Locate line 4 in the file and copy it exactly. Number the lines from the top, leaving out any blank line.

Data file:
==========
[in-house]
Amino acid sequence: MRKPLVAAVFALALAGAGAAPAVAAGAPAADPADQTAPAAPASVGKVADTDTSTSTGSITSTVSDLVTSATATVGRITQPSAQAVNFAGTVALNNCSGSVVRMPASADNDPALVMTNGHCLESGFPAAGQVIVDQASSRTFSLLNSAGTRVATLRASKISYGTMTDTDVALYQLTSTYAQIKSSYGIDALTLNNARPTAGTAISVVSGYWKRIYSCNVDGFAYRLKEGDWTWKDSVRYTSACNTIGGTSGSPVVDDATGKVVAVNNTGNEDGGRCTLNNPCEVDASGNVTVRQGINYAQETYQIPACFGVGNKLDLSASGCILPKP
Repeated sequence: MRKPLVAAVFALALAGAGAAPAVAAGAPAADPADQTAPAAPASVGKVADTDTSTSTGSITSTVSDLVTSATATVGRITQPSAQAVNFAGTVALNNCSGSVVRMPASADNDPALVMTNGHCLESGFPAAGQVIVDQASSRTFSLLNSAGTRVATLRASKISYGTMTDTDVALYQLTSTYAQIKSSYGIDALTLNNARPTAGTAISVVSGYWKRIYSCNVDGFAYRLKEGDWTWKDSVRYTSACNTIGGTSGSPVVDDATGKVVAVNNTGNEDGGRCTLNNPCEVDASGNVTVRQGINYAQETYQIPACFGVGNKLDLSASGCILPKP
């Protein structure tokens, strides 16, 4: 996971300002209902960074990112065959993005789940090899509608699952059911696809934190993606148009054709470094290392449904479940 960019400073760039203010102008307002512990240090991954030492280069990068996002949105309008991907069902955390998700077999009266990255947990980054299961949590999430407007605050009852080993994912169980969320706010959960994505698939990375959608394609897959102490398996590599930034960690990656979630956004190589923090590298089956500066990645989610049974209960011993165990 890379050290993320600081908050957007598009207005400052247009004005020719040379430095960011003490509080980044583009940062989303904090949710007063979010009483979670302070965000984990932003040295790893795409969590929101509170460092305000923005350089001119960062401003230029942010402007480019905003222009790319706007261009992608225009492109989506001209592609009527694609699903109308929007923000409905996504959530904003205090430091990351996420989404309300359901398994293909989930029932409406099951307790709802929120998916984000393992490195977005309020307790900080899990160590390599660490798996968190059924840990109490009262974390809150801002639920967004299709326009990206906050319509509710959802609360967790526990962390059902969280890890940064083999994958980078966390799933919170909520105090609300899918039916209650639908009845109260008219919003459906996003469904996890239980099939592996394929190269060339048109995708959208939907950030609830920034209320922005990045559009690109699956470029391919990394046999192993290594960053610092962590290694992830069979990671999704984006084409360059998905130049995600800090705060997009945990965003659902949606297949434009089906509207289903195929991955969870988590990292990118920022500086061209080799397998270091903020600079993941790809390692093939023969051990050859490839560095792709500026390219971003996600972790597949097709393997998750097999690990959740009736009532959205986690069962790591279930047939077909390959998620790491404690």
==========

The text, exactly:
């Protein structure tokens, strides 16, 4: 996971300002209902960074990112065959993005789940090899509608699952059911696809934190993606148009054709470094290392449904479940 960019400073760039203010102008307002512990240090991954030492280069990068996002949105309008991907069902955390998700077999009266990255947990980054299961949590999430407007605050009852080993994912169980969320706010959960994505698939990375959608394609897959102490398996590599930034960690990656979630956004190589923090590298089956500066990645989610049974209960011993165990 890379050290993320600081908050957007598009207005400052247009004005020719040379430095960011003490509080980044583009940062989303904090949710007063979010009483979670302070965000984990932003040295790893795409969590929101509170460092305000923005350089001119960062401003230029942010402007480019905003222009790319706007261009992608225009492109989506001209592609009527694609699903109308929007923000409905996504959530904003205090430091990351996420989404309300359901398994293909989930029932409406099951307790709802929120998916984000393992490195977005309020307790900080899990160590390599660490798996968190059924840990109490009262974390809150801002639920967004299709326009990206906050319509509710959802609360967790526990962390059902969280890890940064083999994958980078966390799933919170909520105090609300899918039916209650639908009845109260008219919003459906996003469904996890239980099939592996394929190269060339048109995708959208939907950030609830920034209320922005990045559009690109699956470029391919990394046999192993290594960053610092962590290694992830069979990671999704984006084409360059998905130049995600800090705060997009945990965003659902949606297949434009089906509207289903195929991955969870988590990292990118920022500086061209080799397998270091903020600079993941790809390692093939023969051990050859490839560095792709500026390219971003996600972790597949097709393997998750097999690990959740009736009532959205986690069962790591279930047939077909390959998620790491404690």